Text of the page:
BuzzFeed content using identity to propel sharing on social media
Identity is at the heart of how BuzzFeed uses social media to distribute its content, so says Ze Frank, President of BuzzFeed Motion Pictures.
The video below is worth a watch because it’s a record of Ze Frank talking about BuzzFeed’s approach to using social media as a distribution tool for content. He expands upon how they use the idea of content as a popular form of self expression. He talks about identity as a propellant on social media.
He says: “one way is to look at the statements that people use when sharing a piece of media… and you start to see patterns emerge – and one which is particularly interesting to us is the notion of identity”.
“You can then be very reductive about the notion of identity. There’s geographic identity, genetic identity (left-handedness, red-haired-ness etc), sexual identity, gender-based identity, culture of origin identity… and it goes on and on and on.
“And you can literally just map those out and start testing them, and try them and see if you’re right. At present we’re making 35 short-form videos a week… and each one of them comes from one of these lines of argument… and the best approach is to use data and gut in a fluid way.”
Watch the video here:
More words of wisdom from Ze Frank:
“Content exists within a massive ecosystem, and this is the difference between structuralist and post-structuralist – that’s at the core of the discussion.
“That’s the difference between thinking of media as this perfect encapsulation that you hand to other people and you want them to experience it like you intended it to be experienced.
“The post-structuralist idea – Roland Barthe death of an author – Susan Sontag “on ‘Camp'” – and there’s a beautiful essay called on the Creative Act by Duchamp – where there’s this period in the 50s where they’re like: “oh my gosh, the audience like matters – like holy crap – they’re not perceiving it in the same way that we’re intending it?” and there was this, all of a sudden, fracturing in the relationship between the author and the media.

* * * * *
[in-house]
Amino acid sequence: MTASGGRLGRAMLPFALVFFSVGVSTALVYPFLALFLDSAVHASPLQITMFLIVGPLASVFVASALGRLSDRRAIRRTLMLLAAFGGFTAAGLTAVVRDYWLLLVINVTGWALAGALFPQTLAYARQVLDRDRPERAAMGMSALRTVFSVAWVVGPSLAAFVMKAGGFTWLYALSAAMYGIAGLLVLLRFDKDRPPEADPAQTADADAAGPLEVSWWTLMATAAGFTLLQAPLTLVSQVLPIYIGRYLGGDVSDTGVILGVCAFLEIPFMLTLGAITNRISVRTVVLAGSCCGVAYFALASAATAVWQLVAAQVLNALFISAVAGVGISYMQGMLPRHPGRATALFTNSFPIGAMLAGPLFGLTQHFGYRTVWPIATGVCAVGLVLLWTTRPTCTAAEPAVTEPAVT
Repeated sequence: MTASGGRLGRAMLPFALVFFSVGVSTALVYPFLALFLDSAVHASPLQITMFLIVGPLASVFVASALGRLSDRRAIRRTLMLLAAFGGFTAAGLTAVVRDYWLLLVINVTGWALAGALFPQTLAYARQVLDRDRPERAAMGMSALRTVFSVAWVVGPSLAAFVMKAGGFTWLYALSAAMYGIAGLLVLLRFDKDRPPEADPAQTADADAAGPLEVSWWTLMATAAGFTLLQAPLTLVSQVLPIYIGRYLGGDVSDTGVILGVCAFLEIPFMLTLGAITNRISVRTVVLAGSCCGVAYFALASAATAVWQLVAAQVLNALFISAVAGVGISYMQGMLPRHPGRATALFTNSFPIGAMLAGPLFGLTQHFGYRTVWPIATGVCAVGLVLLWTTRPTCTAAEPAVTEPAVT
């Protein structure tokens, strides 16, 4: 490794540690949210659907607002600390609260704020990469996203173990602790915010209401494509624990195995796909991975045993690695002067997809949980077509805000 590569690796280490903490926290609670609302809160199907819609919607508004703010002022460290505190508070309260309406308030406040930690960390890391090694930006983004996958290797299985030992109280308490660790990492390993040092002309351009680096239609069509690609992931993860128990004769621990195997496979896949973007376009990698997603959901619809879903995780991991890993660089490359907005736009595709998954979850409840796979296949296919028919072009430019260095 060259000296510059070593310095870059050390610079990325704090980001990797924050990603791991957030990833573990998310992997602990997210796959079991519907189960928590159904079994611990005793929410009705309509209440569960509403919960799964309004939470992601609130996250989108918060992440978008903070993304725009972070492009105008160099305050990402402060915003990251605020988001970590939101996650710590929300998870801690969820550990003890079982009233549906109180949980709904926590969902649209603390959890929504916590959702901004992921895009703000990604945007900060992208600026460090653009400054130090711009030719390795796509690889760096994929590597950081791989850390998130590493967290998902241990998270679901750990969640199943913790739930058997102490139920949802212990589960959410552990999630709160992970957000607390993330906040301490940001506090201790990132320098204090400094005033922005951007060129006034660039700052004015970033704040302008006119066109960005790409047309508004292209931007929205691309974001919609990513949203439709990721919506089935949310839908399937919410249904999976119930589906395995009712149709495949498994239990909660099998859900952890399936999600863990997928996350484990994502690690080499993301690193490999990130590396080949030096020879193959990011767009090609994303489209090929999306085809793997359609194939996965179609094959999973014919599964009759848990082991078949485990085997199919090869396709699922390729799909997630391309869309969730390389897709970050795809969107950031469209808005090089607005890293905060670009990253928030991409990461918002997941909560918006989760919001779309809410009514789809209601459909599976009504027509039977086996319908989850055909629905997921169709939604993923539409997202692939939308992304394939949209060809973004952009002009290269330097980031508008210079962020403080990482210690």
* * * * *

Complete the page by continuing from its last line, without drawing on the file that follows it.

“The point being content exists in a very very complex ecosystem. So what I would suggest is that the mechanism which has come into its own over the last 15 years – which is social – and mobile more recently – is people sharing content with other people. If you can figure that out, you have this amazing resource in having to spend less money for things to go big, and a lot of people to see them.
“So, here’s the question – why do some things share better than others? Why does some content spread better than others? Why do people opt-in to share some content over others?
“I would argue that maybe content has different kinds of usage – we use it in different ways. The one that has dominated the story of media is consumption. We have it, we consume it, it makes us feel good – like really good – and it overwhelms us. It maybe psychically replaces us for a certain amount of time – we give ourselves over to it.